The Interactive Advertising Bureau will release a new definition for advertising engagement on Monday, as well as a list of core metrics around digital and legacy ads across platforms.
The move aims to clarify the meaning of "core" metrics to help marketers understand and measure interactive engagement. It creates a foundation as part of the Marketing Measurement Make Sense (3MS) initiative spearheaded by the ANA, 4As and IAB. The report, The Advertising Engagement Spectrum: Defining and Measuring Digital Ad Engagement in a Cross-Platform World, builds on concepts around engagement.
The working groups know that the advertising industry cannot possibly verify interactive metrics and return on investment without a common standard. "Engagement has been a particularly gnarly topic throughout the advertising industry probably for the past decade," Sherrill Mane, SVP of research, analytics, and measurement at the IAB, told Media Daily News. "Without understanding engagement you cannot understand metrics of interactivity in the context of building brands."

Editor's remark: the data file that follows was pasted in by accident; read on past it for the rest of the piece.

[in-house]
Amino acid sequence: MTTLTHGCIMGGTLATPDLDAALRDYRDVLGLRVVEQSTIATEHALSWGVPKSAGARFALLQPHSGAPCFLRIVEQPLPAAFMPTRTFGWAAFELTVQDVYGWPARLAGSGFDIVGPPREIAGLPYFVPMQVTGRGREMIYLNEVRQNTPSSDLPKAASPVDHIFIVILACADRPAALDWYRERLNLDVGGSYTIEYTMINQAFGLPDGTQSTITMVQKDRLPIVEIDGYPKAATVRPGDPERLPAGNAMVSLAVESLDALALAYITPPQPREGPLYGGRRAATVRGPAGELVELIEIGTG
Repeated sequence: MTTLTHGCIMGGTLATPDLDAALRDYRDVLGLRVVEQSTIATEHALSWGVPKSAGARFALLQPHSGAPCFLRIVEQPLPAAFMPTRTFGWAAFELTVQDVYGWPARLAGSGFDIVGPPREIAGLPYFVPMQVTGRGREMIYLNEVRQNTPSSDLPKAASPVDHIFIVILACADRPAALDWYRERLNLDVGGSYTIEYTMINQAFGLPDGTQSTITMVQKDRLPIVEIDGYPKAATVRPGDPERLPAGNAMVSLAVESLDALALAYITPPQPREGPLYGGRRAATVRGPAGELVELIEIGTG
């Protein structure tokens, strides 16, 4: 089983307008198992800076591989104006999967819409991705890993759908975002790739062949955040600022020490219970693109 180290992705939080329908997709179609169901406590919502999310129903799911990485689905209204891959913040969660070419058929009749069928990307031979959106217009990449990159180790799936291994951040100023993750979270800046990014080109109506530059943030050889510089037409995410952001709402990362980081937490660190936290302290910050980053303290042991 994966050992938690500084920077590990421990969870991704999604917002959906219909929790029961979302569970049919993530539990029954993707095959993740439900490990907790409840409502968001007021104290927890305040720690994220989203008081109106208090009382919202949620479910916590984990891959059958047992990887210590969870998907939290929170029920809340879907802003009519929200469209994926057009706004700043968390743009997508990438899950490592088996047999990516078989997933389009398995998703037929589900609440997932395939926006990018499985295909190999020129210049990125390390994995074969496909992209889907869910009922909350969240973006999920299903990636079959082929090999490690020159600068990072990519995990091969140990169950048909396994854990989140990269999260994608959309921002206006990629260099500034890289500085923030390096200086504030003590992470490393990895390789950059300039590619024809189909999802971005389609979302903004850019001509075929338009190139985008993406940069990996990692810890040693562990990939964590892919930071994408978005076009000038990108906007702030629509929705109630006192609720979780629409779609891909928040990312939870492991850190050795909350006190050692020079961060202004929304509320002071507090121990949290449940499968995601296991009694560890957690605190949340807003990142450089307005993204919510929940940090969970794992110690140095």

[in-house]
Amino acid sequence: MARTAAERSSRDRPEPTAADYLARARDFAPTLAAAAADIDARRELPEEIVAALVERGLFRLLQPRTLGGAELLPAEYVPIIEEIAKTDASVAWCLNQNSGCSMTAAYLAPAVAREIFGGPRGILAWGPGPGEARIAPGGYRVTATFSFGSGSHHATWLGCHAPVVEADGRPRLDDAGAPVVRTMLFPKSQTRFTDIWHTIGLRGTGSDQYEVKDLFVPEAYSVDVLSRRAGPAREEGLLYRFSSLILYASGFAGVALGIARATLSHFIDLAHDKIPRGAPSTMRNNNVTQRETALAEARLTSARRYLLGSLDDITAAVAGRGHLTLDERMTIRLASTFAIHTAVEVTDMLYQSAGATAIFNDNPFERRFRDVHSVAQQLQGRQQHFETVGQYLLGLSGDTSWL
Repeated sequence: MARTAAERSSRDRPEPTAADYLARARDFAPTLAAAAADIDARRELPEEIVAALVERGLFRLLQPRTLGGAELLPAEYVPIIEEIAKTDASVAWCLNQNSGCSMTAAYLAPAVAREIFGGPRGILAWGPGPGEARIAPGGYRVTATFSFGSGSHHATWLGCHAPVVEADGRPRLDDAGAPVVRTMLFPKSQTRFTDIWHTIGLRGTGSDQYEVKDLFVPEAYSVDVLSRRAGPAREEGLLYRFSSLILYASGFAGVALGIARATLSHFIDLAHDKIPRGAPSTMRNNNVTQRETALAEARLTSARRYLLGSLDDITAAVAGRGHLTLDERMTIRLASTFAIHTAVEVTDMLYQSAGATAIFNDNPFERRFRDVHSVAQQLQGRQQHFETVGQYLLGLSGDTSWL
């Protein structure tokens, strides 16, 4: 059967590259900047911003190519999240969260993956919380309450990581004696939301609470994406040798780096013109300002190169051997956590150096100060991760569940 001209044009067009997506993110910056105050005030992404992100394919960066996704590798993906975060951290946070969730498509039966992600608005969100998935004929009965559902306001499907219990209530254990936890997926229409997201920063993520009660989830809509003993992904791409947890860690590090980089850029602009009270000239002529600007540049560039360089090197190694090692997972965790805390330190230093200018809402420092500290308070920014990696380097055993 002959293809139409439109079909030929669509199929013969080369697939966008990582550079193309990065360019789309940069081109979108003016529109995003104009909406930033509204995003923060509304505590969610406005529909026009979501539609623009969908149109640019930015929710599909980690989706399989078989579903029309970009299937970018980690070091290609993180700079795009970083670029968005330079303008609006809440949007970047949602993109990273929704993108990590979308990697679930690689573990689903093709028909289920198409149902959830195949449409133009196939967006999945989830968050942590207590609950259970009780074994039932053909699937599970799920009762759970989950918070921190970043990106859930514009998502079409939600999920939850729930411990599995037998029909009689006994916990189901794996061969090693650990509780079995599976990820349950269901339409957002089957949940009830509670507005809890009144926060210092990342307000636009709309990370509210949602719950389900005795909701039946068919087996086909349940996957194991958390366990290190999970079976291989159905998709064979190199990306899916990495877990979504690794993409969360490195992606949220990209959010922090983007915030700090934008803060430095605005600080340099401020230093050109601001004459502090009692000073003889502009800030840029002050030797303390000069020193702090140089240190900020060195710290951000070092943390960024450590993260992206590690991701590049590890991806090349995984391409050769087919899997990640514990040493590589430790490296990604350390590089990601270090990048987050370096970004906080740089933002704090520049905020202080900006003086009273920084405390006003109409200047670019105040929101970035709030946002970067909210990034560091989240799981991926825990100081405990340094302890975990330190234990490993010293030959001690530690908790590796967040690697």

Mane knew everyone wanted a clear understanding of how digital advertising works, but she had little idea of the quantity of metrics people actually wade through and try to use daily.
The initiative defines the most important interactive elements and social media metrics required to build a brand and create a benchmark for performance. It also identifies 30 core interactive metrics, complete with broad definitions that were once on a list of thousands companies use.
The white paper outlines the 30 core metrics marketers should use as common definitions. The next step required the MRC to call together the working groups, which will standardize a list based on the ones most commonly used.
Ad viewability, standard GRP to work across digital and other media, like out-of-home, ad classification and taxonomy describing what ads do, and identifying the metrics behind engagement are all part of the move to make advertising more accountable.
The paper concludes digital advertising may not own engagement, but rather provide opportunities to build brands through engagement--cognitive, emotional and behavior.